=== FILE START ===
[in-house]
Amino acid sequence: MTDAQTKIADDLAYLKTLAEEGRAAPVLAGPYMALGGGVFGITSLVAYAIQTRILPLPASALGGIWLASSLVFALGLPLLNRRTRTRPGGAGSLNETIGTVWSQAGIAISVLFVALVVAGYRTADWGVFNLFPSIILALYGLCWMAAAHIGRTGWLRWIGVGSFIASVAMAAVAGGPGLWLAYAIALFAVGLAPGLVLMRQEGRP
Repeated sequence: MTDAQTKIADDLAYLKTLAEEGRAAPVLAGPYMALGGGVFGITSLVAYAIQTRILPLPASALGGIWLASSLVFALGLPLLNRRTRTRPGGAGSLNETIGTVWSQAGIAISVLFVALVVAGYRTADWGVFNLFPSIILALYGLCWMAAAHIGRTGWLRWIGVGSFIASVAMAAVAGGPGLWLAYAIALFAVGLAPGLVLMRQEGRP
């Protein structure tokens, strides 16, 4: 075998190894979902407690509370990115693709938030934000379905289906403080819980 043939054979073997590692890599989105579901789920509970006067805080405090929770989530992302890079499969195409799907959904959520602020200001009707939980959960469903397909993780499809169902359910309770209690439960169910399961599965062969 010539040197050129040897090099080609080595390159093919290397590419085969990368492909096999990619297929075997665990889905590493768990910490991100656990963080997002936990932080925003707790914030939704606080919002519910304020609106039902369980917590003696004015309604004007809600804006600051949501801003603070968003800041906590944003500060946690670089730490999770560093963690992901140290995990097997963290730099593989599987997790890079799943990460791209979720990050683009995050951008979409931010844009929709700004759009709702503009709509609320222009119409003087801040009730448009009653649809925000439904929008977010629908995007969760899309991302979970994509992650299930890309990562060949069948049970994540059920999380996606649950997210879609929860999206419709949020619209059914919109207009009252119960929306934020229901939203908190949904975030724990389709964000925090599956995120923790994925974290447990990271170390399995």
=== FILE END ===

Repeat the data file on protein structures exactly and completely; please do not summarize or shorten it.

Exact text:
[in-house]
Amino acid sequence: MTDAQTKIADDLAYLKTLAEEGRAAPVLAGPYMALGGGVFGITSLVAYAIQTRILPLPASALGGIWLASSLVFALGLPLLNRRTRTRPGGAGSLNETIGTVWSQAGIAISVLFVALVVAGYRTADWGVFNLFPSIILALYGLCWMAAAHIGRTGWLRWIGVGSFIASVAMAAVAGGPGLWLAYAIALFAVGLAPGLVLMRQEGRP
Repeated sequence: MTDAQTKIADDLAYLKTLAEEGRAAPVLAGPYMALGGGVFGITSLVAYAIQTRILPLPASALGGIWLASSLVFALGLPLLNRRTRTRPGGAGSLNETIGTVWSQAGIAISVLFVALVVAGYRTADWGVFNLFPSIILALYGLCWMAAAHIGRTGWLRWIGVGSFIASVAMAAVAGGPGLWLAYAIALFAVGLAPGLVLMRQEGRP
């Protein structure tokens, strides 16, 4: 075998190894979902407690509370990115693709938030934000379905289906403080819980 043939054979073997590692890599989105579901789920509970006067805080405090929770989530992302890079499969195409799907959904959520602020200001009707939980959960469903397909993780499809169902359910309770209690439960169910399961599965062969 010539040197050129040897090099080609080595390159093919290397590419085969990368492909096999990619297929075997665990889905590493768990910490991100656990963080997002936990932080925003707790914030939704606080919002519910304020609106039902369980917590003696004015309604004007809600804006600051949501801003603070968003800041906590944003500060946690670089730490999770560093963690992901140290995990097997963290730099593989599987997790890079799943990460791209979720990050683009995050951008979409931010844009929709700004759009709702503009709509609320222009119409003087801040009730448009009653649809925000439904929008977010629908995007969760899309991302979970994509992650299930890309990562060949069948049970994540059920999380996606649950997210879609929860999206419709949020619209059914919109207009009252119960929306934020229901939203908190949904975030724990389709964000925090599956995120923790994925974290447990990271170390399995």